"Person of Interest" has a premise of such high potential that it should have been given a story-line not bogged down in blatant exposition and plot holes, but never mind: what we have here is a truly original procedural that is creative and action-packed, even while some of us may be scratching our heads. Why, for example, does a secluded genius called Finch (Michael Emerson) use a computer system that's so advanced it can observe anything anywhere on Earth to solve crimes only located in New York City? And why is it when he hires a retired CIA agent aptly named Mr. Reese (Jim Cavaziel) to rescue people the computer determines to be in danger, that they find themselves enemies with the NYPD, led by a stubborn detective named Carter (Taraji P. Hensen), and the Italian mafia; shouldn't Finch, someone who has invented the most powerful invention in history, be able to sweep aside such enemies with ease? And why hire only one man, when that wouldn't even be enough for New York City by itself? Why is it when crimes are imminent, that the people involved are identified only by social security codes, when even a smidgen more information might quickly reveal if that person is a victim or a criminal? Many of the episodes open with the computer, referred to as The Machine, recording dialogue between criminals; you'd think that information would be immediately helpful in determining if the "new number" is victim or criminal. Those questions hinder the show from becoming the involving story it might have been, and what we're left with is a straightforward and mildly engaging setup: two men are told by a computer that someone is about to be part of a crime, they investigate, determine if the person of interest is a criminal or a victim, and react accordingly. Meanwhile, they face the complications by the police and various criminal organizations that are so underwhelming that I kept wondering why Finch couldn't just stop them. The answer, we learn, is that Finch deliberately has programmed The Machine not to give more private information beyond social security numbers, as part of a philosophy not to interfere too much, I guess, into people's lives. This is more of a plot device than an interesting motivation, to ensure the episodes are built around "whodunit" situations--not that I'm complaining much about the latter, since some of the mysteries are so creative and delightful we momentarily forget about the plot holes. Tonally, this show fits into the canvas of most other procedurals, though the longer subplots involving the mafia and the main characters' pasts might be reminiscent of shows like "Prison Break" rather than "NCIS" or "Law and Order". There is always a target. There are always suspects. There are always some red herrings. There's always some technical processes involved in the investigations, sometimes underlined by dialogue that is, in this case, written with strange obviousness at times, as though we don't even understand the simple things (to paraphrase an example: "If that's what I think it is...our new number is going to be trouble!"). There's always a twist, though many of them are quite unimpressive. Sometimes there's a little noir thrown in, with the morally ambiguous fixer Zoe Morgan (Paige Turco), who has a flirty and interesting dynamic with Mr. Reese. Each episode is a ride through a format that admittedly grows increasingly familiar, featuring both familiar procedural elements and delightful surprises. "Person of Interest" squanders its potential, and it isn't quite as smart as it wants to be, but retains an entertainment value making it worth a watch.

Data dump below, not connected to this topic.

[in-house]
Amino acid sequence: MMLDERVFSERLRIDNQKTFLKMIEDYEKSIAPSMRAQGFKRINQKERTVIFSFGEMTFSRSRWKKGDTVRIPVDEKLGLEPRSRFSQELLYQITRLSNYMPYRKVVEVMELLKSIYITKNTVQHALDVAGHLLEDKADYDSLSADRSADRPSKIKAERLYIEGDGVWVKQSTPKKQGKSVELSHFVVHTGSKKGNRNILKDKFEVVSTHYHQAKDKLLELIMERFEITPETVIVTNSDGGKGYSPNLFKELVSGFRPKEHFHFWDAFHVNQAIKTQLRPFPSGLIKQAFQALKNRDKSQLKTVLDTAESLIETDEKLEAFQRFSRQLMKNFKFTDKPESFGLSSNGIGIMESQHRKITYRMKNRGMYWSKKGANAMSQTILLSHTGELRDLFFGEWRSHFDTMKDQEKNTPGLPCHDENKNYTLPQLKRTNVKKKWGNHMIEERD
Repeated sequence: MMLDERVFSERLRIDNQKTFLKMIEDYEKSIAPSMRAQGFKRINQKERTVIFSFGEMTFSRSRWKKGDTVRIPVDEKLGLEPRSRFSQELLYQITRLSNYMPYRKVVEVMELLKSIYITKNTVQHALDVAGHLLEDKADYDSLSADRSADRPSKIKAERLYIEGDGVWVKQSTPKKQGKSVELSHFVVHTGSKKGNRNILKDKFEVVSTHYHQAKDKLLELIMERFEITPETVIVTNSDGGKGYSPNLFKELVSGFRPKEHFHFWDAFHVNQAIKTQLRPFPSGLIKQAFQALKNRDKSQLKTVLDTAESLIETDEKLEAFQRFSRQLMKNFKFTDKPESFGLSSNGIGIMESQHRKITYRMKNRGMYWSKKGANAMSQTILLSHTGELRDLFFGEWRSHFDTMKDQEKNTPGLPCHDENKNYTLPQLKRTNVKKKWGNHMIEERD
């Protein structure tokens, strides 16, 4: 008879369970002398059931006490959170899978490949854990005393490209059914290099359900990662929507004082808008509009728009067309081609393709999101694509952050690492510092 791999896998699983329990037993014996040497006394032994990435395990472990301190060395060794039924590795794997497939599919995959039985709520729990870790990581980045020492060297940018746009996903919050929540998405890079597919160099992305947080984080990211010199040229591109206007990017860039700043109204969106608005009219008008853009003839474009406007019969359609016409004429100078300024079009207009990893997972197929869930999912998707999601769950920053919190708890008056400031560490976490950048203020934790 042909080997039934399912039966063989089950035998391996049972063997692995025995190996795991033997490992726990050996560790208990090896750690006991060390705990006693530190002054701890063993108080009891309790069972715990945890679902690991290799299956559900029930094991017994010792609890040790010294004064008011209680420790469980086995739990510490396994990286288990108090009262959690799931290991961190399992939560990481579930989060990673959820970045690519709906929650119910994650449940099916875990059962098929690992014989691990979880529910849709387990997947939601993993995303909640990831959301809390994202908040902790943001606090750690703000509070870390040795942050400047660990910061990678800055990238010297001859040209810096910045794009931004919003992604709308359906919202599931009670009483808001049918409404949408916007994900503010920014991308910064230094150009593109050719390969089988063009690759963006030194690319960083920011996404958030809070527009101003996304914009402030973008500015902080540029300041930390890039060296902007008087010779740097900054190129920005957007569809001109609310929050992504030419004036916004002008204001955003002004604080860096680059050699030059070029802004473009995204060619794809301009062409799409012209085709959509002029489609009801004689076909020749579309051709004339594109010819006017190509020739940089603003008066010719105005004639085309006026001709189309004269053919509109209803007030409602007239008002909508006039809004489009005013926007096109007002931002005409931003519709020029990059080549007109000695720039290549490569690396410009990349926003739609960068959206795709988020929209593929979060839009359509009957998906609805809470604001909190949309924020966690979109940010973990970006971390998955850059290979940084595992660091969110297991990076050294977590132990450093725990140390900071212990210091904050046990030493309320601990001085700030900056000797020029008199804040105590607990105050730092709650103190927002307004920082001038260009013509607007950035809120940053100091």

• Mar 14, 2019